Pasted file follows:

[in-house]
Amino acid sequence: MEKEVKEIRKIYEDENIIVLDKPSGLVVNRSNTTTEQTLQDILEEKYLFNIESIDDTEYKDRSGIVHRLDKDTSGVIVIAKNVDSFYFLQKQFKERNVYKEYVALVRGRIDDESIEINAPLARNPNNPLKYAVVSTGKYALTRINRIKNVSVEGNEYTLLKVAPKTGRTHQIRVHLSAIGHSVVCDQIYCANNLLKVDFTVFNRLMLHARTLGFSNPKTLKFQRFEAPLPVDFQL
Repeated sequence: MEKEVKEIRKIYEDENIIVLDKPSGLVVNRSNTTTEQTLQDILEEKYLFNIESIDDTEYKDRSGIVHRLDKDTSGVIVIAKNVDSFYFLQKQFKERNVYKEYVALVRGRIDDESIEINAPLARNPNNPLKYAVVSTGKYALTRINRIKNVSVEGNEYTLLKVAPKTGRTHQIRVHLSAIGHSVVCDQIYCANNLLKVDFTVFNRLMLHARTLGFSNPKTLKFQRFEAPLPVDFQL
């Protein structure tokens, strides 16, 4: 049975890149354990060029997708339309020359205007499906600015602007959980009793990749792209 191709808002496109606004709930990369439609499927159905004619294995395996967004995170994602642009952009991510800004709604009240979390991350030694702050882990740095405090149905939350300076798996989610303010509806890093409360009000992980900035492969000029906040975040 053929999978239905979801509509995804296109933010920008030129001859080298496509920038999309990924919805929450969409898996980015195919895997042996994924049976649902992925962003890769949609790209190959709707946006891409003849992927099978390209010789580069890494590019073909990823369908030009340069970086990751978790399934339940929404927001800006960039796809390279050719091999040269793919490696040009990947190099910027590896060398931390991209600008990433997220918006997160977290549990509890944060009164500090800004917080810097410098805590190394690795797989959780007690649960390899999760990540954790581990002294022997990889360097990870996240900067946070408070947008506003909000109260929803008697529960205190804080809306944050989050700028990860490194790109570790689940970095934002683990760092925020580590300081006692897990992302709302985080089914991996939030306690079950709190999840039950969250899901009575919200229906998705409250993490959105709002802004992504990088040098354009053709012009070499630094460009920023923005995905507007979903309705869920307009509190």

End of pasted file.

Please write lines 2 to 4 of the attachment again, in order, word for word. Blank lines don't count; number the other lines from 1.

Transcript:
Amino acid sequence: MEKEVKEIRKIYEDENIIVLDKPSGLVVNRSNTTTEQTLQDILEEKYLFNIESIDDTEYKDRSGIVHRLDKDTSGVIVIAKNVDSFYFLQKQFKERNVYKEYVALVRGRIDDESIEINAPLARNPNNPLKYAVVSTGKYALTRINRIKNVSVEGNEYTLLKVAPKTGRTHQIRVHLSAIGHSVVCDQIYCANNLLKVDFTVFNRLMLHARTLGFSNPKTLKFQRFEAPLPVDFQL
Repeated sequence: MEKEVKEIRKIYEDENIIVLDKPSGLVVNRSNTTTEQTLQDILEEKYLFNIESIDDTEYKDRSGIVHRLDKDTSGVIVIAKNVDSFYFLQKQFKERNVYKEYVALVRGRIDDESIEINAPLARNPNNPLKYAVVSTGKYALTRINRIKNVSVEGNEYTLLKVAPKTGRTHQIRVHLSAIGHSVVCDQIYCANNLLKVDFTVFNRLMLHARTLGFSNPKTLKFQRFEAPLPVDFQL
């Protein structure tokens, strides 16, 4: 049975890149354990060029997708339309020359205007499906600015602007959980009793990749792209 191709808002496109606004709930990369439609499927159905004619294995395996967004995170994602642009952009991510800004709604009240979390991350030694702050882990740095405090149905939350300076798996989610303010509806890093409360009000992980900035492969000029906040975040 053929999978239905979801509509995804296109933010920008030129001859080298496509920038999309990924919805929450969409898996980015195919895997042996994924049976649902992925962003890769949609790209190959709707946006891409003849992927099978390209010789580069890494590019073909990823369908030009340069970086990751978790399934339940929404927001800006960039796809390279050719091999040269793919490696040009990947190099910027590896060398931390991209600008990433997220918006997160977290549990509890944060009164500090800004917080810097410098805590190394690795797989959780007690649960390899999760990540954790581990002294022997990889360097990870996240900067946070408070947008506003909000109260929803008697529960205190804080809306944050989050700028990860490194790109570790689940970095934002683990760092925020580590300081006692897990992302709302985080089914991996939030306690079950709190999840039950969250899901009575919200229906998705409250993490959105709002802004992504990088040098354009053709012009070499630094460009920023923005995905507007979903309705869920307009509190």